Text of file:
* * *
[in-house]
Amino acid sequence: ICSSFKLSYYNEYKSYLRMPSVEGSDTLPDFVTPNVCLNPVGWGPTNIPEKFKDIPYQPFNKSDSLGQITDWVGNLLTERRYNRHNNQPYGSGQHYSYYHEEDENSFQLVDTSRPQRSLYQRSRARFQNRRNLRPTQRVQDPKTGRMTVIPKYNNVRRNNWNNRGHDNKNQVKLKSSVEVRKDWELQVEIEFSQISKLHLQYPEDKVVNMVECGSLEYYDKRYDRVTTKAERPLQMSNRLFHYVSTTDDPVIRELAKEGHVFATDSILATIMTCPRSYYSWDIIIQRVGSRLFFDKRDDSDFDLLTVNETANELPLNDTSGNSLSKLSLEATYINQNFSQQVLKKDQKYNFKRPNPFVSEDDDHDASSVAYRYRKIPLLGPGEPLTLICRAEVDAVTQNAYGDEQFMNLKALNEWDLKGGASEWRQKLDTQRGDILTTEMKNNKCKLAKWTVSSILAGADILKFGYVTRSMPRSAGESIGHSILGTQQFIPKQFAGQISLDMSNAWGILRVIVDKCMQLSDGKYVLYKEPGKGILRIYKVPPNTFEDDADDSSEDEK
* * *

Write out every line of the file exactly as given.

[in-house]
Amino acid sequence: ICSSFKLSYYNEYKSYLRMPSVEGSDTLPDFVTPNVCLNPVGWGPTNIPEKFKDIPYQPFNKSDSLGQITDWVGNLLTERRYNRHNNQPYGSGQHYSYYHEEDENSFQLVDTSRPQRSLYQRSRARFQNRRNLRPTQRVQDPKTGRMTVIPKYNNVRRNNWNNRGHDNKNQVKLKSSVEVRKDWELQVEIEFSQISKLHLQYPEDKVVNMVECGSLEYYDKRYDRVTTKAERPLQMSNRLFHYVSTTDDPVIRELAKEGHVFATDSILATIMTCPRSYYSWDIIIQRVGSRLFFDKRDDSDFDLLTVNETANELPLNDTSGNSLSKLSLEATYINQNFSQQVLKKDQKYNFKRPNPFVSEDDDHDASSVAYRYRKIPLLGPGEPLTLICRAEVDAVTQNAYGDEQFMNLKALNEWDLKGGASEWRQKLDTQRGDILTTEMKNNKCKLAKWTVSSILAGADILKFGYVTRSMPRSAGESIGHSILGTQQFIPKQFAGQISLDMSNAWGILRVIVDKCMQLSDGKYVLYKEPGKGILRIYKVPPNTFEDDADDSSEDEK